Kim, T. H. , Lee, Y. B. , Kim, T. Y. , and Jeong, K. H. , 2012, “ Rotordynamic Performance of an Oil-Free Turbo Blower Focusing on Load Capacity of Gas Foil Thrust Bearings,” ASME J. Eng. Gas Turbines Power, 134(2), p. 022501. [CrossRef]
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Lee, D. , and Kim, D. , 2011, “ Three-Dimensional Thermohydrodynamic Analyses of Rayleigh Step Air Foil Thrust Bearing With Radially Arranged Bump Foils,” STLE Tribol. Trans., 54(3), pp. 432–448. [CrossRef]
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Balducchi, F. , Arghir, M. , Gauthier, R. , and Renard, E. , 2013, “ Experimental Analysis of the Start-Up Torque of a Mildly Loaded Foil Thrust Bearing,” ASME J. Tribol., 135(3), p. 031702. [CrossRef]
Gad, A. M. , and Kaneko, S. , 2014, “ A New Structural Stiffness Model for Bump-Type Foil Bearings: Application to Generation II Gas Lubricated Foil Thrust Bearing,” ASME J. Tribol., 136(4), p. 041701. [CrossRef]
San Andrés, L. , Ryu, K. , and Diemer, P. , 2014, “ Prediction of Gas Thrust Foil Bearing Performance for Oil-Free Automotive Turbochargers,” ASME J. Eng. Gas Turbines Power, 137(3), p. 032502. [CrossRef]
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Figures

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Fig. 1

Photograph of gas foil thrust bearing with six pads

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Fig. 2

Geometry of bump structure beneath the top foil with nomenclature (not to scale)

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Fig. 3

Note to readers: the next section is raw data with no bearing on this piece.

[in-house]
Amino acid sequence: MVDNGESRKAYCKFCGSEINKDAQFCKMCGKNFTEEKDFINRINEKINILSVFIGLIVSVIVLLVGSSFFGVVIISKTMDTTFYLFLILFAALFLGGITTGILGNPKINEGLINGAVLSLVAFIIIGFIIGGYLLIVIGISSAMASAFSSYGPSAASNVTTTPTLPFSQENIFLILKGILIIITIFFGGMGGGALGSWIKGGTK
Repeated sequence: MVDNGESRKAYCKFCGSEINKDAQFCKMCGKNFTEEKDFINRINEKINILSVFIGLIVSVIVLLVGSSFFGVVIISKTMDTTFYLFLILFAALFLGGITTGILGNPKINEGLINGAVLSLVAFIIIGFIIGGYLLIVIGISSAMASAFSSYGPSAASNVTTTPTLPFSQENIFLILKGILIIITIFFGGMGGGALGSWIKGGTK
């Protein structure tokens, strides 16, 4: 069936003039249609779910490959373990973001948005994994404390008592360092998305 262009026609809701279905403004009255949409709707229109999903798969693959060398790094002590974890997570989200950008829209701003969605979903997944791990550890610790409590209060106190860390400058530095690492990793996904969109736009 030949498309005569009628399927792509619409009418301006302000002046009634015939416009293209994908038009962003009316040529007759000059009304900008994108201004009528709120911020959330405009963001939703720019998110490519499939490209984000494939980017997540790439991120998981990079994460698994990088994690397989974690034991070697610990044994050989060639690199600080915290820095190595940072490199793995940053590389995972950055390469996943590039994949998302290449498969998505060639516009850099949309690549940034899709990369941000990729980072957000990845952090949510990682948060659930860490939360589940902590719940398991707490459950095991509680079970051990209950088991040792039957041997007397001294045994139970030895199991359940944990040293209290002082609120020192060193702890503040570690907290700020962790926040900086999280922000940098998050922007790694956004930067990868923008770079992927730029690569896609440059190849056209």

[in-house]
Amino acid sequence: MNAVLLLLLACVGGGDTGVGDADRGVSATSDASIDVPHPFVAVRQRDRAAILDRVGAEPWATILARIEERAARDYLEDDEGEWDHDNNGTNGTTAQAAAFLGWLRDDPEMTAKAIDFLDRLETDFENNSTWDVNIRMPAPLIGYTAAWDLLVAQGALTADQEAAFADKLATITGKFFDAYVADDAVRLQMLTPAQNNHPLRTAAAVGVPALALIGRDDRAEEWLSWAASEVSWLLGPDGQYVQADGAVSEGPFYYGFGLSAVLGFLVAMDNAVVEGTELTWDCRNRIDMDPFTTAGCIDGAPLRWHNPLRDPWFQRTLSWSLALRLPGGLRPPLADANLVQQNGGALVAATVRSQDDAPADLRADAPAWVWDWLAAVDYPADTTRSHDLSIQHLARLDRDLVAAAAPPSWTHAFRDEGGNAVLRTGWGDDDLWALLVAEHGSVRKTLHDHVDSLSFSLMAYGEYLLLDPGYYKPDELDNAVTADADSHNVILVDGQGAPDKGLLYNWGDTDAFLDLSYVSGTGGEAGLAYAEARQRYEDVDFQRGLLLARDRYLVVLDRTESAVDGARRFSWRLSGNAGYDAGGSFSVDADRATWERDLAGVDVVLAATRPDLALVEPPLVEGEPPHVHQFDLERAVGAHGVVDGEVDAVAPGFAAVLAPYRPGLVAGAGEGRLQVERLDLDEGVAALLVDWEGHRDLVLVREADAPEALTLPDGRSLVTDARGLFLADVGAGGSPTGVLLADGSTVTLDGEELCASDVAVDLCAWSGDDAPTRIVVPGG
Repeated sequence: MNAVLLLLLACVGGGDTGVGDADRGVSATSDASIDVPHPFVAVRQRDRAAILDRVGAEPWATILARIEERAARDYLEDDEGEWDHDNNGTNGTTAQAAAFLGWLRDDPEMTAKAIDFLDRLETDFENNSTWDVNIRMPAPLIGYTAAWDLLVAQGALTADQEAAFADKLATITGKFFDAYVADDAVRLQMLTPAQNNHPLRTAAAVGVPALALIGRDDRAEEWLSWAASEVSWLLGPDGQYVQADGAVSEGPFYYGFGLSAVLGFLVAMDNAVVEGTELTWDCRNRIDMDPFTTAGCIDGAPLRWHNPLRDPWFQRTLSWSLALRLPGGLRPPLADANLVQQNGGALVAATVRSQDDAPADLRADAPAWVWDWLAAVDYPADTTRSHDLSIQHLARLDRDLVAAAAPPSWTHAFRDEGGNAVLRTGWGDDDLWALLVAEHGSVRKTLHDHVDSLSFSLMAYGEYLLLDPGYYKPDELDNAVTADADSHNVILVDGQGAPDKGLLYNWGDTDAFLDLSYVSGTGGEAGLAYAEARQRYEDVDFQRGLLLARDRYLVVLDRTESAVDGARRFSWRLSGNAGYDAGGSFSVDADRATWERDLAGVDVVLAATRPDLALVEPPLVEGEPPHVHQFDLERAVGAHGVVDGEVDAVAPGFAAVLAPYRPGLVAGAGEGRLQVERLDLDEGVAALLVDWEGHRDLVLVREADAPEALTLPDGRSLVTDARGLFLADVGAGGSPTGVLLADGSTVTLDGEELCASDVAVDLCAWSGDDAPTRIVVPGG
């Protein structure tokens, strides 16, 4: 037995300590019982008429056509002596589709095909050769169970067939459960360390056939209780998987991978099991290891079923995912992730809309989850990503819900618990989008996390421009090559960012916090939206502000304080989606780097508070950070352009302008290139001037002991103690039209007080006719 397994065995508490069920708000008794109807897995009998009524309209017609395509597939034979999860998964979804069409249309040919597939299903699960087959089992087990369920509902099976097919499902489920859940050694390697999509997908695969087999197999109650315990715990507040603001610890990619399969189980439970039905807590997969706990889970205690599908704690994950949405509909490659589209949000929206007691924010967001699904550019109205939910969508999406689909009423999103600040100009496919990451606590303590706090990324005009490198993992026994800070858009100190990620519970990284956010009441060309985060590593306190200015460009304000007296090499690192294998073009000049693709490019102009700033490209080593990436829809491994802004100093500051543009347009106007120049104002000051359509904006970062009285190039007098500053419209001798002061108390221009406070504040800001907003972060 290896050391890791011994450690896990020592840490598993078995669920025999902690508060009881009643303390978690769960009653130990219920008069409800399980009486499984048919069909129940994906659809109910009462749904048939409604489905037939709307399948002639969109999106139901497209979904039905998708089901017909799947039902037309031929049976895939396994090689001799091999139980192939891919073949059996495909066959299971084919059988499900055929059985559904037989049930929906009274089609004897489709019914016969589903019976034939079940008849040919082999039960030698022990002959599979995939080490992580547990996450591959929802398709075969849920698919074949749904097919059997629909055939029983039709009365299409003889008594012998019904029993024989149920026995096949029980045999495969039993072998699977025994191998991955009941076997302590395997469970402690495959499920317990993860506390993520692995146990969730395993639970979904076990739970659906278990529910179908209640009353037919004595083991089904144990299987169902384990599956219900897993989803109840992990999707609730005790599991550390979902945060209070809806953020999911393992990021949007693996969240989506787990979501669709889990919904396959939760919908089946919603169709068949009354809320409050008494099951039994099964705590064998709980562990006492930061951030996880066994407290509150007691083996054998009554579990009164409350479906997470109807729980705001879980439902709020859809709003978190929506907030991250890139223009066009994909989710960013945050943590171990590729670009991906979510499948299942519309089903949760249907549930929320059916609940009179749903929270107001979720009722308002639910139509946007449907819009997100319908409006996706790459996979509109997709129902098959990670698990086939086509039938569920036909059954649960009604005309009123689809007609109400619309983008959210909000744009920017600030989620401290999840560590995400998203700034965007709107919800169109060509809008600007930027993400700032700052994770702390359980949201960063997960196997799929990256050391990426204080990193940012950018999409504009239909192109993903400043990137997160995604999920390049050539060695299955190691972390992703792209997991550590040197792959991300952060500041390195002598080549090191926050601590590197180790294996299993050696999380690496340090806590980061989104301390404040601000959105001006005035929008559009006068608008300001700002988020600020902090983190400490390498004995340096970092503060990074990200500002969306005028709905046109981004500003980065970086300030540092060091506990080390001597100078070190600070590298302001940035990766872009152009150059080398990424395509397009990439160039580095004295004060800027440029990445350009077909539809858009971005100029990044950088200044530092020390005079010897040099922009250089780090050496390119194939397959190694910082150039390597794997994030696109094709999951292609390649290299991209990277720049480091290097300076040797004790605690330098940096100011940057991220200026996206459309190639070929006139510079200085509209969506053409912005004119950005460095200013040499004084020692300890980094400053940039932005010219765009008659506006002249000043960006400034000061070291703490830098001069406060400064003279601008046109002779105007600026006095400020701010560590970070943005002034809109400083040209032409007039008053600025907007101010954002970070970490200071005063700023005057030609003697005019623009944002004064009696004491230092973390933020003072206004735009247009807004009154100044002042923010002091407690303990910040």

Predicted bearing load versus minimum film thickness for increasing rotor speed with ramp height hR = 100 μm

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Fig. 4

Predicted centerline film thickness versus angular location for increasing static load with ramp height hR = 100 μm and rotor speed N = 25 krpm

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Fig. 5

Predicted centerline bearing pressure versus angular location for increasing rotor speed with ramp height hR = 100 μm and minimum film thickness hm = 20 μm

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Fig. 6

Predicted bearing pressure versus angular location for increasing static load with ramp height hR = 100 μm and rotor speed N = 25 krpm

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Fig. 7

Predicted bearing pressure distribution for ramp height hR = 100 μm, rotor speed N = 25 krpm, and minimum film thickness hm = 5 μm (W = 495.4 N)

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Fig. 8

Predicted thrust runner eccentricity versus bearing load for ramp height hR = 100 μm and rotor speed N = 25 krpm

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Fig. 9

Predicted bearing load versus inclined angle for decreasing minimum film thickness with ramp height hR = 100 μm and rotor speed N = 25 krpm

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Fig. 10

Predicted bearing load versus ramp height for (a) increasing rotor speed and (b) decreasing minimum film thickness with ramp extent ratio b = 0.5 and rotor speed N = 25 krpm

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Fig. 11

Predicted bearing load versus rotor speed for increasing ramp height with minimum film thickness hm = 5 μm and bearing outer radius ro = 55 mm

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Fig. 12